The role of education in charting a child’s future
Education has a value which goes well beyond the practices incorporated into a classroom setting. Education, by necessity, has to be a preparation for life beyond itself. Children won’t stay children forever, and those children need to be taught from a young age what it takes to succeed in the world outside. There seems to be a consensus around this idea, but the controversy erupts in the application.
Not every kid needs to grow up to be a doctor, lawyer or other professional in society. We equally need entrepreneurs, tradespersons, people who can fill service jobs, technicians and general labourers to make society work. However, the commonality is the students must go out into the workforce, find a place commensurate with the skills, abilities and education and settle in to financially support themselves and their families.
The role of education should be geared toward finding a successful path to meet this fundamental objective for the individuals who pass through the system. Why do we need all kids to think like an historian or a scientist when not all paths are leading in that direction? If someone’s intelligence and inclination is geared toward being successful in a trade post-school, why not create a learning regime which suits that inclination instead of having these individuals pushed in an academic direction which does not suit them?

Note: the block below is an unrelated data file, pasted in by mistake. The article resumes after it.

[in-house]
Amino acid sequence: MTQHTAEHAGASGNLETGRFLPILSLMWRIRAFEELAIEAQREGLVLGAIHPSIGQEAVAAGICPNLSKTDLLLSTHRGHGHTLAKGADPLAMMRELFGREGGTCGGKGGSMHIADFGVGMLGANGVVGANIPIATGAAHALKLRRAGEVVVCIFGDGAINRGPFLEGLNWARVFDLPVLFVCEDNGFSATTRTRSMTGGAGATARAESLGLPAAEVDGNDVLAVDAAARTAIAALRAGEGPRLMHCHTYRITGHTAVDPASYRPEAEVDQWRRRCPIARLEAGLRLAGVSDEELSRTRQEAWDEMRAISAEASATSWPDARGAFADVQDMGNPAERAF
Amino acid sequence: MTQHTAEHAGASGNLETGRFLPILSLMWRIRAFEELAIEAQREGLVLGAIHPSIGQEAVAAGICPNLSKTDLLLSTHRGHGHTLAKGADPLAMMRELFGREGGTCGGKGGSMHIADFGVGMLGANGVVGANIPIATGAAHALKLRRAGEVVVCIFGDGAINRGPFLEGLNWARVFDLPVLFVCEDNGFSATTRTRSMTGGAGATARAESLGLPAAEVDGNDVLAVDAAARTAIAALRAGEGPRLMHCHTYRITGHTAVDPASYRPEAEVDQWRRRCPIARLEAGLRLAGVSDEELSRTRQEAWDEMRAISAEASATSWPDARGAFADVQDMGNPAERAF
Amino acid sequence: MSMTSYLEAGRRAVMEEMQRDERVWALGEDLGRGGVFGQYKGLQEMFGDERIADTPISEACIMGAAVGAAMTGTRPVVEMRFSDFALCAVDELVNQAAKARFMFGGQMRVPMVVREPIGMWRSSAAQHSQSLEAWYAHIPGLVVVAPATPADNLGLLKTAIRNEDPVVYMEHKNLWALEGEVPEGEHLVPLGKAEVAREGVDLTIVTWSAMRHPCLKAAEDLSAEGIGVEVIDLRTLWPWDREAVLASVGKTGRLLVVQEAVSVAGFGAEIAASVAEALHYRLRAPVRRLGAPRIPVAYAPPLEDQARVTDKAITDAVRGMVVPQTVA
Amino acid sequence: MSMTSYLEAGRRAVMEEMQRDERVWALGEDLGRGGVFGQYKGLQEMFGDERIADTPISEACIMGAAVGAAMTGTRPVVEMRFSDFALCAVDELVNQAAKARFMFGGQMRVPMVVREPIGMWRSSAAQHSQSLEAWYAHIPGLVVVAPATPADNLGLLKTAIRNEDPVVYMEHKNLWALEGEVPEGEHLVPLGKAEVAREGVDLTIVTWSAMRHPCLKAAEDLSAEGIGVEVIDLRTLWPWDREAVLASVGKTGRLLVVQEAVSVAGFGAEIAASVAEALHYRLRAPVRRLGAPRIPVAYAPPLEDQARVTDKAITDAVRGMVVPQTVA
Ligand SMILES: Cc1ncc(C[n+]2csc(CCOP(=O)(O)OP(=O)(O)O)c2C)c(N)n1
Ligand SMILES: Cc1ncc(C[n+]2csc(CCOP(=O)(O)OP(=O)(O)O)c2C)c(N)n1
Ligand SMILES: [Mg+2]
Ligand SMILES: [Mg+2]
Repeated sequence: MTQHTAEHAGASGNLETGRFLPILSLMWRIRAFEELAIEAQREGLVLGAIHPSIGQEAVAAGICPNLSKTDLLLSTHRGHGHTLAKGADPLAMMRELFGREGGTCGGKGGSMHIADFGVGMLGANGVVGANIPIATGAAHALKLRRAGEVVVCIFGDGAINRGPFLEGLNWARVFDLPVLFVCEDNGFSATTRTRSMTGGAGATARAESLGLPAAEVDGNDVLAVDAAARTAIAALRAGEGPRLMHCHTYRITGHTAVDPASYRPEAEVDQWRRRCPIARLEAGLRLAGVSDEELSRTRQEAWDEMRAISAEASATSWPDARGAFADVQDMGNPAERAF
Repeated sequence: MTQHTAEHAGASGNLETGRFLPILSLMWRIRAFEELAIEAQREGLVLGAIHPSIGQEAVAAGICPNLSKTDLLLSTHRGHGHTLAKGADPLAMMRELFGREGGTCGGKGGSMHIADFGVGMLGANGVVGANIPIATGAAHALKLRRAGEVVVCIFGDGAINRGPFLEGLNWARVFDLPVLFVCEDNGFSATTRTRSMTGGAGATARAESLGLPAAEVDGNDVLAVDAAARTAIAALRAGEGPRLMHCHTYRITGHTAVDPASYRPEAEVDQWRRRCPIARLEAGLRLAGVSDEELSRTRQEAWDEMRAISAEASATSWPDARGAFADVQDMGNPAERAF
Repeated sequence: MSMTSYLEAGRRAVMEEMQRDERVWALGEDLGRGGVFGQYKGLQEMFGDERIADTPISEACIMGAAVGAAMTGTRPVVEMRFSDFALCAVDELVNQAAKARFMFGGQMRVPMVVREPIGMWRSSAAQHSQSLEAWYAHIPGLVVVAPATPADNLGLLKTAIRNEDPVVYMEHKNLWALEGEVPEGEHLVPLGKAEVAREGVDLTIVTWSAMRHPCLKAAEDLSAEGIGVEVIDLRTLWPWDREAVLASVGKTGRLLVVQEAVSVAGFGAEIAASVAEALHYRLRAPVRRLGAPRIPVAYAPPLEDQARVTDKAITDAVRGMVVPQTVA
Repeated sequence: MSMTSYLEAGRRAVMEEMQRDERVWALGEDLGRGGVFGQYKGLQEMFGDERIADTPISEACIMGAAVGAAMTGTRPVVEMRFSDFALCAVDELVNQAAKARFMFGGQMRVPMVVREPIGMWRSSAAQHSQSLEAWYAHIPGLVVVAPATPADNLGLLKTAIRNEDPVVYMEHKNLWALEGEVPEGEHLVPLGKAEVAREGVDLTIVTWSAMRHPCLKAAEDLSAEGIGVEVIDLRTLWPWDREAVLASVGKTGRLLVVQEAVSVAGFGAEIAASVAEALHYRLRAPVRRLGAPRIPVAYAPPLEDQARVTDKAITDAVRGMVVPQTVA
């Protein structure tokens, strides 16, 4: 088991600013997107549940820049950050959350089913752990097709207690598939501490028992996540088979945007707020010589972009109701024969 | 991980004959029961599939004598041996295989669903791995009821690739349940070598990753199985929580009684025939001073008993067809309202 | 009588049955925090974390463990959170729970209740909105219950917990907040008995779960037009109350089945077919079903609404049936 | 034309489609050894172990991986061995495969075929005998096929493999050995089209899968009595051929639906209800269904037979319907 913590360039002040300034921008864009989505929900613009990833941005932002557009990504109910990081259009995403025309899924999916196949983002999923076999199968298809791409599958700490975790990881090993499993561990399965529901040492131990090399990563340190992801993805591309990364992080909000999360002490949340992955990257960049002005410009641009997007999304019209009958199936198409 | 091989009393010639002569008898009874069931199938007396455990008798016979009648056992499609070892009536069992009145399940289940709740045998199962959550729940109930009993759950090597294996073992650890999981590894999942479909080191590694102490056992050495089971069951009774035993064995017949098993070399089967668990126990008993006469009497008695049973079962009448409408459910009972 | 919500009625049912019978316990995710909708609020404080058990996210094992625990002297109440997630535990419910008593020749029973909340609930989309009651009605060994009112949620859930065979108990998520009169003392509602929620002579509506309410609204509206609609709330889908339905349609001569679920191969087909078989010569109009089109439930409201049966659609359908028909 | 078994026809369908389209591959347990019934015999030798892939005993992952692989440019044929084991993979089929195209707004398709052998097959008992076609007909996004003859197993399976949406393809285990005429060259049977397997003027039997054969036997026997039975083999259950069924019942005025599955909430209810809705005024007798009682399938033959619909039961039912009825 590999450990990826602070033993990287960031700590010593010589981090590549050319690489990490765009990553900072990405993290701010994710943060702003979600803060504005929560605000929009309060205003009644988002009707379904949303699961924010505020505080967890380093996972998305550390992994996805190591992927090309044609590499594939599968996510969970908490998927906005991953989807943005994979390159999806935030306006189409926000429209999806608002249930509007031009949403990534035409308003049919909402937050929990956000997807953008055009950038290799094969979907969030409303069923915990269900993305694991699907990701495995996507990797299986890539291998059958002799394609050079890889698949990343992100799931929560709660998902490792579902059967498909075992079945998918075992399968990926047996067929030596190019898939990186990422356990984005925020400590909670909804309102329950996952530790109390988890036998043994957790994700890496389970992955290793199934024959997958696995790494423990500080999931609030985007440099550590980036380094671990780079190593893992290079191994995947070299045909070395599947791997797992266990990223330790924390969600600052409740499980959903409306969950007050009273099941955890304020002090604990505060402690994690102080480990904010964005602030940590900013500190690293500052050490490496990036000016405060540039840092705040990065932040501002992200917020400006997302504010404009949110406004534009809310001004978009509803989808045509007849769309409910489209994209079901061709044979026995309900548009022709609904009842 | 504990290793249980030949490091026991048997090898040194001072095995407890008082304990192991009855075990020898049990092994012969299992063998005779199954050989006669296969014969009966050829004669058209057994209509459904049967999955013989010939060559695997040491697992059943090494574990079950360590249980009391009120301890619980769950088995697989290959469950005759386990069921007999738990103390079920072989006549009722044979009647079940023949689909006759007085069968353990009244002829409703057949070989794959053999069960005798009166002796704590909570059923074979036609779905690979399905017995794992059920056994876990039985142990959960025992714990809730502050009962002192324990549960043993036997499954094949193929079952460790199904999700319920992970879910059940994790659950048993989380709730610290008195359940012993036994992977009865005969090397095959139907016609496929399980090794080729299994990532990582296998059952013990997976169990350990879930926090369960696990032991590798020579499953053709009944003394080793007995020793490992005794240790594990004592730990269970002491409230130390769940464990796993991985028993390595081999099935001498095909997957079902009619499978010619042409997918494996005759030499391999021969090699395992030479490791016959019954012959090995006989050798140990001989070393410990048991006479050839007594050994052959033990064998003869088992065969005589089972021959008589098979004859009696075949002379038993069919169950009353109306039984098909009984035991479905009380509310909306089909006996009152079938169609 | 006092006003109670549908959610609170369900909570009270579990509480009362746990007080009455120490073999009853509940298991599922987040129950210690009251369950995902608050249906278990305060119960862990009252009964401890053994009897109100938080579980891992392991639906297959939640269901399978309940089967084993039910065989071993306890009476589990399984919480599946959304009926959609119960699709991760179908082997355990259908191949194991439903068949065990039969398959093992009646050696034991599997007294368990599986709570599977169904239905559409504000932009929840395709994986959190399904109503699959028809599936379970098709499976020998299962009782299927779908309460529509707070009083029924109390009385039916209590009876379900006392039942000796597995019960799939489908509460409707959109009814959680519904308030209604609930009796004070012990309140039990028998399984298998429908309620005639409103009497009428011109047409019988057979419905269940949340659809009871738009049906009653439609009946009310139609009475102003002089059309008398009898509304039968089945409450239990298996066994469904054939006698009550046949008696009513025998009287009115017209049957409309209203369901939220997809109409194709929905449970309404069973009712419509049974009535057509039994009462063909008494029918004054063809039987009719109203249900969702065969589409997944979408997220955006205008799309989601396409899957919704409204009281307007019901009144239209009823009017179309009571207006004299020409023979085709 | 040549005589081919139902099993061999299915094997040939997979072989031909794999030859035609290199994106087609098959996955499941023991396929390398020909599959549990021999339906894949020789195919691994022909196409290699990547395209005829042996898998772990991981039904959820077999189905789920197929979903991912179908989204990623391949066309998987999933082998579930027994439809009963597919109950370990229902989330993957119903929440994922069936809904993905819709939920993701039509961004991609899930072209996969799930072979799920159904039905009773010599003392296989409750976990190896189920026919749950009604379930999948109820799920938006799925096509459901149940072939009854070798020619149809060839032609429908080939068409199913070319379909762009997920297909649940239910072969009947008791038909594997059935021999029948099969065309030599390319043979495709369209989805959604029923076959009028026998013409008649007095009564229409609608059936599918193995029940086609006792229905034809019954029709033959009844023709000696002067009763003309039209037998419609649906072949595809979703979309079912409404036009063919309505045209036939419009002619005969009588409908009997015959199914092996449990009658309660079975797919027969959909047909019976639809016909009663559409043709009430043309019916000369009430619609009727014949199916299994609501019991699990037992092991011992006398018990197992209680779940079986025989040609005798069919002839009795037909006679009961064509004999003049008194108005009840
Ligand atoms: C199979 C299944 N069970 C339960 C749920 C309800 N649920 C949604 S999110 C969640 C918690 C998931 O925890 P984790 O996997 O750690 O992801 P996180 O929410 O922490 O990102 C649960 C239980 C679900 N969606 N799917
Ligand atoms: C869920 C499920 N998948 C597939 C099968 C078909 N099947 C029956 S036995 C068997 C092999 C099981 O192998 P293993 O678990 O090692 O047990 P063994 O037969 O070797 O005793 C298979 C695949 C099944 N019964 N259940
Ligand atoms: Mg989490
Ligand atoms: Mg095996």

There is something to be said for a so-called “wellrounded” education where students are exposed to different aspects to show them their options, but at some point in our education system we need to flip the switch and encourage the student to specialize and chart a course for their own greatest success after graduation.
School should not be the place where kids come to learn how to be good, moral citizens and upstanding individuals in society. After all that is what churches and families are for. Although some element of that moral education leaks in naturally when we teach about tolerance and acceptance, it should not be the absolute focus of an educational institution. Rather, school should be a place where kids should go to learn the social norms and expectations in order to be successful social navigators.
Subsequent to that, education needs to teach these kids the fundamental skills they will need to be successful in their career paths, wherever they may lie.
“If someone’s intelligence and inclination is geared toward being successful in a trade post-school, why not create a learning regime which suits that inclination instead of having these individuals pushed in an academic direction which does not suit them?”